In remembrance: Alamgir M. A. Kabir
On November 25, a hundred years ago, the fourth son was born to Late Khan Bahadur A.K. Kabiruddin and Late Sajeda Khandker. His parents or maybe his father was enamoured of the Mughal Emperors who ruled the then India and as such named his offspring in their honour.
Late Mr. Alamgir M. A. Kabir joined the Indian Police Service but after the partition of India opted to join the Police Service of Pakistan and rose up the ranks to become the Inspector General of Police in the mid-sixties. He was also a member of the first caretaker government after the fall of the autocratic regime of General H.M. Ershad in 1990.
He passed away to the Land of No Return on January10, 1996, after having given much to the helpless, disadvantaged people of the country. As the Inspector General of Police, he initiated the Polwell Market for the welfare of the police force; the Family Planning Association; Association for the Correction and Social Rehabilitation of Bangladesh, which was founded by his late wife, Tahera Kabir; Swarnivar Bangladesh; Lions Club; Society for the Welfare of the Intellectually Disabled; and Human Development Foundation, and co- founded the Diabetic Association of Bangladesh, to name a few. It may be noted that late Mr. Kabir was a man of high principles -- so much so that when during his tenure as the IGP, he was instructed to use the police force during elections in favour of the ruling regime, he refused and was therefore removed from office.
Late Mr. Kabir was married to a renowned social worker, Tahera Kabir, eldest daughter of Late Khwaja Shahabuddin.
Mr. Kabir was a very organised person. He kept on record all his papers meticulously, even to the small chits of papers. He was also very conscious of any outstanding obligations and would take all initiatives to see that nothing was left incomplete or pending. At this stage, I would like to share an incident here to show Mr. Kabir's sense of responsibility and integrity. During his last days, when he was on life support in the ICU of BIRDEM, he tried to tell us something. He was getting very agitated that we could not understand his words. He then attempted to write in the air with his fingers. We deciphered his writing and asked him to confirm whether he wanted us to pay Tk.25 to the Family Planning Association. He nodded vigorously and after he passed away, we paid the outstanding dues of T.25 and thus he repaid what he felt was a big burden to him.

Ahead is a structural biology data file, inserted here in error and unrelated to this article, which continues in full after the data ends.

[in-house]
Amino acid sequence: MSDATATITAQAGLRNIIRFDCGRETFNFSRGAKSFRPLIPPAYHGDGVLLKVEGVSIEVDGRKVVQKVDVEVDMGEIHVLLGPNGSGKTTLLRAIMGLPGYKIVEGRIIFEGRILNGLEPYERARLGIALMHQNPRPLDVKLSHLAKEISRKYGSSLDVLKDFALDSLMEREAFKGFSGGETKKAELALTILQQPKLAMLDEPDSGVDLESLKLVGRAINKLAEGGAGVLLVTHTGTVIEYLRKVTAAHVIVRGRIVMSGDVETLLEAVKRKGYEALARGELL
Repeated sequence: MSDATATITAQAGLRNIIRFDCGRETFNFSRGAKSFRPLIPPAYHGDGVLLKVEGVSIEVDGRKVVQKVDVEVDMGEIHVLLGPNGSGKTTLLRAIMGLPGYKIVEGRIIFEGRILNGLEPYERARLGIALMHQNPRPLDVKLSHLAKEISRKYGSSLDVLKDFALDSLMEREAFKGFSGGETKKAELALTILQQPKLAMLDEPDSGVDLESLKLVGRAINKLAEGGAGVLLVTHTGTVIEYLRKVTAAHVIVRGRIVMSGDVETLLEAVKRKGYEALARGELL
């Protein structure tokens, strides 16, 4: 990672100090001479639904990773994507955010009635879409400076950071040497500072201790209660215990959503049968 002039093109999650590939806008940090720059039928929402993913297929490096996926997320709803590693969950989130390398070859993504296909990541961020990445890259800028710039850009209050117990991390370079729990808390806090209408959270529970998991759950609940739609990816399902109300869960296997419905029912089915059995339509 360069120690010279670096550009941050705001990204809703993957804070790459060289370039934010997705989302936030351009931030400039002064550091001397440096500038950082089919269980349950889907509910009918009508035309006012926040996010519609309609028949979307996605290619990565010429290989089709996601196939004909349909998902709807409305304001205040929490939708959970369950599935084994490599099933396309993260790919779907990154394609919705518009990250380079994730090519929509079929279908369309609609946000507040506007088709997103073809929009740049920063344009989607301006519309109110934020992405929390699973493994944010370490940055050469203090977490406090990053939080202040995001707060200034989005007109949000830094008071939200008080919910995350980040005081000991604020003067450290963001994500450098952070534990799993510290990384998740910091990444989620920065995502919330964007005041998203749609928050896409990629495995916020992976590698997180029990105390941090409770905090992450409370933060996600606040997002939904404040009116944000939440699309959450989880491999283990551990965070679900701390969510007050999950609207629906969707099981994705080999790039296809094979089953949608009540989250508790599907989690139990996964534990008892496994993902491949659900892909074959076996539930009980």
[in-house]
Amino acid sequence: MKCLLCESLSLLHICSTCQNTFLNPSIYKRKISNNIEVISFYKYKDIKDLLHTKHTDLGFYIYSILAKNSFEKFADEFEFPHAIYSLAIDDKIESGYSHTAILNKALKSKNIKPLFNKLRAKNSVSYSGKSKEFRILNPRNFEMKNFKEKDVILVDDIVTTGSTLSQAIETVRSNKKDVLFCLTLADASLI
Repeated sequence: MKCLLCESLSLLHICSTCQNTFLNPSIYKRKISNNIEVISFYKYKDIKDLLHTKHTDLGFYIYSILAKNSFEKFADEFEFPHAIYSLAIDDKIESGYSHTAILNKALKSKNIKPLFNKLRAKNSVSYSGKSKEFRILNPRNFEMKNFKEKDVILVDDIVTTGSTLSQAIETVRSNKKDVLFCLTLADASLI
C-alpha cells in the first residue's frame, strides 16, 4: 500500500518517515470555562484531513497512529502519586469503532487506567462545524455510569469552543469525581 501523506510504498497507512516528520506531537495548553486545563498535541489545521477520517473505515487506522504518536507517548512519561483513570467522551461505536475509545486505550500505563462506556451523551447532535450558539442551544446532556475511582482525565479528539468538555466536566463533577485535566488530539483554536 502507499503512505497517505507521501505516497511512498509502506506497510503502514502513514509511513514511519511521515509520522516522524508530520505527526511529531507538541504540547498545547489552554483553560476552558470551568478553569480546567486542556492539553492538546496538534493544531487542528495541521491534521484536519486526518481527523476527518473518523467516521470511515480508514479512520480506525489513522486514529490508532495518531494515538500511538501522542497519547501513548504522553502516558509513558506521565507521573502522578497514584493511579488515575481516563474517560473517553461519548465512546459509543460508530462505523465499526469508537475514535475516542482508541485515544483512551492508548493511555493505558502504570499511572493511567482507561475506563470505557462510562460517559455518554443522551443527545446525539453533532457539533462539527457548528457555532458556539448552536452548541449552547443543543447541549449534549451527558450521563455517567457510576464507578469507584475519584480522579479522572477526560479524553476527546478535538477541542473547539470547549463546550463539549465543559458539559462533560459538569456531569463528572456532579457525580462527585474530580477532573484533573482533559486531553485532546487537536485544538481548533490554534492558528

When we were small, we would come to Dhaka to visit our grandmother who used to reside with him most of the time (when she was not visiting her other sons and only living daughter). We also stayed with him wherever he was posted -- I specially recall Battali Hills in Chittagong and Peelkhana, in Dhaka where we, as small children, made make-believe incidents into reality. We slept in tents in Peelkhana and dug tunnels in the hillsides of Chittagong. We really enjoyed ourselves very much satisfied with small gifts of God, as my very dear friend, Shireen, always says.
But then, he was also a disciplinarian and had certain rules for his children and nieces and nephews. One of the rules that we had to observe most diligently was lights off at ten o'clock at night when we were not allowed to read or talk but sleep. So, we used to talk in whispers and if we remembered any funny anecdote, we had a hard time trying not to laugh out loud for fear of Mr.Kabir's anger. Once, while we were in bed at ten p.m. supposedly sleeping, we recalled something funny and his elder daughter, Nasreen, burst out laughing, She tried desperately to hide under the bedcover and what resulted was a very loud snort that caught the attention of her father. Well, dear readers, I leave the rest to your imagination.
Mr. Kabir's sense of humour is well known amongst his friends, acquaintances and family. His humour cut across age and class, and this quality made him a loved person to be remembered for all times. Today is November 25, 2011 -- 25 years into eternity, yet he remains very close to our hearts. Yes, readers, you must have guessed by now that Mr. Kabir was someone very close to us. He is none other than our dear Noa Chacha (my father's immediate elder brother). On his 100th birth anniversary, I pray for peace to his soul. Amen.